At breakfast the next morning, I could see that Africans were easily bonding. Nigerians, Cameroonians, Ugandans, it didn’t matter as long as their skin colour was black. It was no different from the whites.
At the back of my head, I could hear echoes of the voice of Akorfa, from the British Council in Ghana, who advised us to also connect with other delegates from different countries apart from Africa. So I left my table to make conversation. I was looking around trying to pick someone to talk to but before I knew it, I was seated at a table with Ugandans and Nigerians.
Our socialization, our root, our history, our culture, the colour of our skins, something was separating us from the others. Whatever it was, we broke the spell before we left London. We came as strangers and departed as friends. The British Council brought together 100 humans from over 50 countries and different cultures and watched them share experiences and made memories that would last a lifetime.
We had the entire day to tour London before the welcoming reception in the evening. I was completely mesmerized by how transactions were made and the flawless rail transport system in the city. I wished that it was this easy in Ghana to just swipe a card and get on a train or bus. I wished we had self-serving train or bus tickets machines in Ghana, so that even when physical cash was used for transactions, they were always almost new. I bet our Ghana cedi notes wouldn’t have been left crumpled in the hands of commercial bus conductors.
Every time we got on a train, I saw people reading novels or newspapers. I was wondering why the culture of reading was so heartening in London but the thought of sitting in ‘trotro’ or a train back home in Ghana hit me so hard. How can you read in a trotro with people intent on selling some herbs or ointment standing next to you and shouting as if their lives depend on it? I could only imagine a proper railway system in Accra at least to deal with the ridiculous congestion on our roads and maximize the commercial potential of the country. With a Ministry of Railway Development and an ambitious Railway Master plan, I should expect a railway system connecting not only cities but also neighbourhoods in the country.
On our way to the Tower Bridge, I had a very interesting conversation with my friend from Nigeria, Shola. We spoke about the recent clash between Nigerian retailers and their Ghanaian counterparts, which had some Ghanaians forcibly closing down shops belonging to Nigerians in Accra and Kumasi.
She said Nigerians are annoyingly enterprising, and it upsets Ghanaians. I argued that Ghana is annoyingly the perfect commercial destination in Africa and it frustrates Nigerians. Shola traced the occurrences to the events of 1983 and 1985 in Nigeria and 1969 in Ghana. The two countries have wronged each other but have never officially apologized.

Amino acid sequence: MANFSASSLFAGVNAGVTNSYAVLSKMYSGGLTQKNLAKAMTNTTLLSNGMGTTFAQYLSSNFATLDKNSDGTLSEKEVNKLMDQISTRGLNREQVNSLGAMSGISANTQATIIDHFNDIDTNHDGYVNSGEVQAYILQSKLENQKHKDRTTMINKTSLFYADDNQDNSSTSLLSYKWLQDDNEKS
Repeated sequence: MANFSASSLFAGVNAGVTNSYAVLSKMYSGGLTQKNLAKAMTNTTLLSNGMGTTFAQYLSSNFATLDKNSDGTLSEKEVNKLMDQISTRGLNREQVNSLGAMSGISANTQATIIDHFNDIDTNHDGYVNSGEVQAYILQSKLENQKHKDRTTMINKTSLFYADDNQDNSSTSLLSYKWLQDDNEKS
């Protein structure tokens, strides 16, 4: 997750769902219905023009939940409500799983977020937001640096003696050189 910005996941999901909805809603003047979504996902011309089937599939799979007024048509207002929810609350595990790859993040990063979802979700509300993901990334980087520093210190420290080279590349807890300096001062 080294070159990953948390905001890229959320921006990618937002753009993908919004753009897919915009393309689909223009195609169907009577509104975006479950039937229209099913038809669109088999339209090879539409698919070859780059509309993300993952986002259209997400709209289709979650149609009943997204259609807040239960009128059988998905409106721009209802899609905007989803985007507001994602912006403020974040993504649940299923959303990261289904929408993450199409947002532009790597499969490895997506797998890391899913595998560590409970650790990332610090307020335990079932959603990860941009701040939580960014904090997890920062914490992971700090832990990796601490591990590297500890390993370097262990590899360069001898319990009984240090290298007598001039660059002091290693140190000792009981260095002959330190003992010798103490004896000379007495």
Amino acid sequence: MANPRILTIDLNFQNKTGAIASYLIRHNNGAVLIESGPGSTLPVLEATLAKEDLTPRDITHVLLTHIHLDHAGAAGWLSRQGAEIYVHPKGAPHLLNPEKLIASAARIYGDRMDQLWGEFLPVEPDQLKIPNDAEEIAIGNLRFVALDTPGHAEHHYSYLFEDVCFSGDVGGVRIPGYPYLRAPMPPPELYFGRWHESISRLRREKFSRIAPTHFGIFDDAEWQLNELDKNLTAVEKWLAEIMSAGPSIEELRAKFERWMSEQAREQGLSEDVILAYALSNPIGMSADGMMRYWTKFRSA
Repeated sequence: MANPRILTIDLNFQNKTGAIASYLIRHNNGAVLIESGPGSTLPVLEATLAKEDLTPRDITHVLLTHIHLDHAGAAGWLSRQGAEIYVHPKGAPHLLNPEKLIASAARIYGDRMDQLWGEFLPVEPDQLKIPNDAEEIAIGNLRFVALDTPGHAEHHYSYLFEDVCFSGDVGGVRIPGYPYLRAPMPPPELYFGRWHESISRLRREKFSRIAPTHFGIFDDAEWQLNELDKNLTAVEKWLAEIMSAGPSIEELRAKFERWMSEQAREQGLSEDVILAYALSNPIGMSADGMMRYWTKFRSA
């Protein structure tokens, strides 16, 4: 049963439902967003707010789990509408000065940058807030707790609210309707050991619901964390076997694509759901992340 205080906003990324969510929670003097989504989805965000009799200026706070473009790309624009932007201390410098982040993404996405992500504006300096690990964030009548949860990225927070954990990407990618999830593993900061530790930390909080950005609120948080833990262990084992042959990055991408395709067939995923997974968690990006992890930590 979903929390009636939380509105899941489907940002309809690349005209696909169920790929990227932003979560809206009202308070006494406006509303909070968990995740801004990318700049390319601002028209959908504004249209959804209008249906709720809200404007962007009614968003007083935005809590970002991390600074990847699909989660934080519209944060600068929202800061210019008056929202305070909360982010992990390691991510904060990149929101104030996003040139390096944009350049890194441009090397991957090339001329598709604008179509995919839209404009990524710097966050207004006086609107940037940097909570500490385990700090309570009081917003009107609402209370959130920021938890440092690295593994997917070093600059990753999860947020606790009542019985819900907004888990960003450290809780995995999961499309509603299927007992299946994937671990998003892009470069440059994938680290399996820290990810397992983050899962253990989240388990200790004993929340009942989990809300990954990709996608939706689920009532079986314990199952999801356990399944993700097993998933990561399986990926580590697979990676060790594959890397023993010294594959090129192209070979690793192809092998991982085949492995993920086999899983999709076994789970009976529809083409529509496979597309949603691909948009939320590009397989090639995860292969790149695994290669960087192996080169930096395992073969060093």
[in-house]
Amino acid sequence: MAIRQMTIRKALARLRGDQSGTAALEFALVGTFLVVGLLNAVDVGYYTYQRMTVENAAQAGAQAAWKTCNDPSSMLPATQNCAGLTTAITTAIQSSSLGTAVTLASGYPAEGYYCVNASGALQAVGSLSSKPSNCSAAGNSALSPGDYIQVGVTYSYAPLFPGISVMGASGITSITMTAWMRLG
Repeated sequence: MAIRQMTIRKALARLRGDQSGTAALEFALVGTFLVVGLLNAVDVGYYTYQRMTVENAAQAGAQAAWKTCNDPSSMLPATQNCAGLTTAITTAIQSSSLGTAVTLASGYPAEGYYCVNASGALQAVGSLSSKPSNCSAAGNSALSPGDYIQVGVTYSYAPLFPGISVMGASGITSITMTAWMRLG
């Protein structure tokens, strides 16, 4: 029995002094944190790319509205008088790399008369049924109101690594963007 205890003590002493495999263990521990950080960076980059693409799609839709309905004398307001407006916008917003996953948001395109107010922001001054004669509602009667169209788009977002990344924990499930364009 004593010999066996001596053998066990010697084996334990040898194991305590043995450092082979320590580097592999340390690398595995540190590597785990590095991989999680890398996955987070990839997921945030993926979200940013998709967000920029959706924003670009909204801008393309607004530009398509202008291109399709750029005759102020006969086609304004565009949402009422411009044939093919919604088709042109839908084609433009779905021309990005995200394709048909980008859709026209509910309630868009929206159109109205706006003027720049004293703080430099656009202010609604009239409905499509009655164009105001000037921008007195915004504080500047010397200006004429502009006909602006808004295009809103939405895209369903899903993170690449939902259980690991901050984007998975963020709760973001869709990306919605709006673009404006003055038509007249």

She shared an article she wrote on the subject with me, Ghana must go: the ugly history of Africa’s most famous bag. We concluded in agreement that leaders have a great deal of responsibility in keeping bilateral relations healthy.
When I saw beggars on the streets of London, I quickly grabbed my phone and started taking photos. I knew there were beggars and homeless people almost everywhere in the world but it was my first time seeing a ‘Londoner beggar,’ so can you blame me? The only good thing about the begging phenomenon as I observed was that no child was in the business. I did not see children with disability begging on the streets of London as it is in Ghana.
As we walked the streets of Tower Hamlet, I admired the discipline of the people of London. They would wait for the green traffic signal, even without a car approaching, before crossing the road. I had just watched a Citi TV report of some residents of Adenta in Accra who would risk their lives crossing the highway, instead of using a footbridge. They wouldn’t waste their time on the footbridge when they can easily run off and cross the road, and certainly don’t have the leisure of waiting for a green traffic signal when the road is clearly empty.
I thought it was refreshing that students in Nepal can apply for jobs and get paid. I realized it was still easier practising journalism in Ghana than many places in the world as Ishita drawn my attention to journalists attacks in Nepal.
The Angolan delegate, Israel’s account of how he dealt with racism while studying in the UK moved me. These were the little conversations that opened my eyes to social issues faced globally. It’s incredible what I learnt just by interacting with delegates.
Also intriguing was the river Thames which for the period we were in London looked no different from Accra’s popular Odorna River. It certainly didn’t look like one of the world’s cleanest river as I had read in articles. Water pollution is a global problem. The world needs to pay attention to disposing of stormwater and sewage.